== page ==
Commercial property sector's 'blind spot' may pose threat to sustainable cities
Release Date 06 February 2014
Emission targets are under threat from the UK commercial property sector's failure to make existing buildings more energy efficient, a study by the University of Reading has found.
Professor Tim Dixon's research shows that the sector does not take a city scale view of retrofitting, the process of upgrading buildings to make them more energy efficient. Professor Dixon found the sector has been slow to engage with other stakeholders in city-wide retrofit programmes and that changes, including a restructuring of the Green Deal and more consistent retrofit assessments, are needed.
Research suggests cities may be responsible for up to 70% of global carbon emissions and 75% of global energy consumption. By 2050 it is estimated that 70% of the world's population could live in cities. It is therefore vital that city buildings are able to cope with the expected effects of climate change.
The research, which forms part of the EPSRC Retrofit 2050 programme, summarises the key challenges to retrofitting at city scale in the sector and sets out insights for the future. Professor Dixon and his team interviewed nearly 40 key players from the sector and concludes major changes to policy and practice are needed, including:
- The introduction of mandatory Display Energy Certificates (DECs) for the sector
- A restructuring of the Green Deal and increased support from the UK Green Investment Bank at the city level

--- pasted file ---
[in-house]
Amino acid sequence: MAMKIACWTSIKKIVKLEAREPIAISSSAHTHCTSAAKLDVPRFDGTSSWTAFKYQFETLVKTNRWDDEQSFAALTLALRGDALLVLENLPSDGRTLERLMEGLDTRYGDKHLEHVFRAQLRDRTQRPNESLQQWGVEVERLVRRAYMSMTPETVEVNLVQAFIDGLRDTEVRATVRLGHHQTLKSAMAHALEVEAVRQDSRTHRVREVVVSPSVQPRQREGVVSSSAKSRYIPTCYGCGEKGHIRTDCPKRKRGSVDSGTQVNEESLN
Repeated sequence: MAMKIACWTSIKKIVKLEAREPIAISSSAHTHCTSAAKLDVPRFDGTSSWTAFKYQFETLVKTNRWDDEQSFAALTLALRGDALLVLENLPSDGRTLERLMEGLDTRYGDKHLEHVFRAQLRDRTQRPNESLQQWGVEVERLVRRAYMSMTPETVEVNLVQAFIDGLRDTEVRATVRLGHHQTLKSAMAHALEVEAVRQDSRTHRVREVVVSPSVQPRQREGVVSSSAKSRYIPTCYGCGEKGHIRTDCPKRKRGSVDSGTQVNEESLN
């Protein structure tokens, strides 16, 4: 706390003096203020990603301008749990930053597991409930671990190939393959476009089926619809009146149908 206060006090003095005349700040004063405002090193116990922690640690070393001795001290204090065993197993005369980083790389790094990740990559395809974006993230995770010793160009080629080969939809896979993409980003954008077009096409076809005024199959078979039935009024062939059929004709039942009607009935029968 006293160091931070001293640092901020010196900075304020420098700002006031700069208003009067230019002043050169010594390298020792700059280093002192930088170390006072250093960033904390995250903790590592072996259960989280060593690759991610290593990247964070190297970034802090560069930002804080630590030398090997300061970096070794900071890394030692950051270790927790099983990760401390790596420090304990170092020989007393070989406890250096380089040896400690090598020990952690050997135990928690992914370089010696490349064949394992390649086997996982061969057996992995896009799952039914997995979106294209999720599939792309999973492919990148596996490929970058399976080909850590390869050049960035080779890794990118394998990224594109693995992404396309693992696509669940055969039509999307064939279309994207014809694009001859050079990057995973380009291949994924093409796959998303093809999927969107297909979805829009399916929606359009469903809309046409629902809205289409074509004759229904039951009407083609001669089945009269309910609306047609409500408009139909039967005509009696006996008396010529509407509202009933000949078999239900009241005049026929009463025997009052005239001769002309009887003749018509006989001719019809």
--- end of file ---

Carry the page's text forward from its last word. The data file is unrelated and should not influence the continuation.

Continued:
- Better "performance in use' data;
- Clear consistency in commercial retrofit assessments standards such as BREEAM and Ska Rating.
Professor Tim Dixon, from the University's School of Construction Management and Engineering, said: "Commercial property produces 10% of the UK's greenhouse gas emissions and consumes 7% of UK energy. It is therefore surprising that UK business is overlooking a potential cost-saving of £1.6b through under-investment in energy efficiency, with the UK's commercial retrofit market potential estimated at £9.7b.
"Cities such as Leeds, Glasgow, London and Manchester are attempting to engage with the commercial sector around the retrofit agenda through such projects as district heating plans and smart grids. However our research shows that the UK commercial property sector is ‘city-blind' to retrofit opportunities and this is increasing the risk of failing to meet our emissions targets. Despite a number of examples of light touch retrofit, such as the installation of LED lighting and improved building management systems, the rate of retrofit remains slow.
"The sector still has much to do in order to connect with the wider community in cities if we are to make commercial property retrofit work at scale. Stronger and more collaborative partnerships at city level, especially based around decentralised energy schemes, are needed."
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The research is part of the Urban Foresight Laboratory work package, which is part of the wider EPSRC Retrofit 2050 programme of work (www.retrofit2050.org.uk).
The report can be accessed at:http://www.retrofit2050.org.uk/sites/default/files/resources/citywidecityblind.pdf
The research was led by Professor Tim Dixon (Principal Investigator and Work Package Leader) at University of Reading, who is the main author of the report. The research was carried out with input from Oxford Brookes University.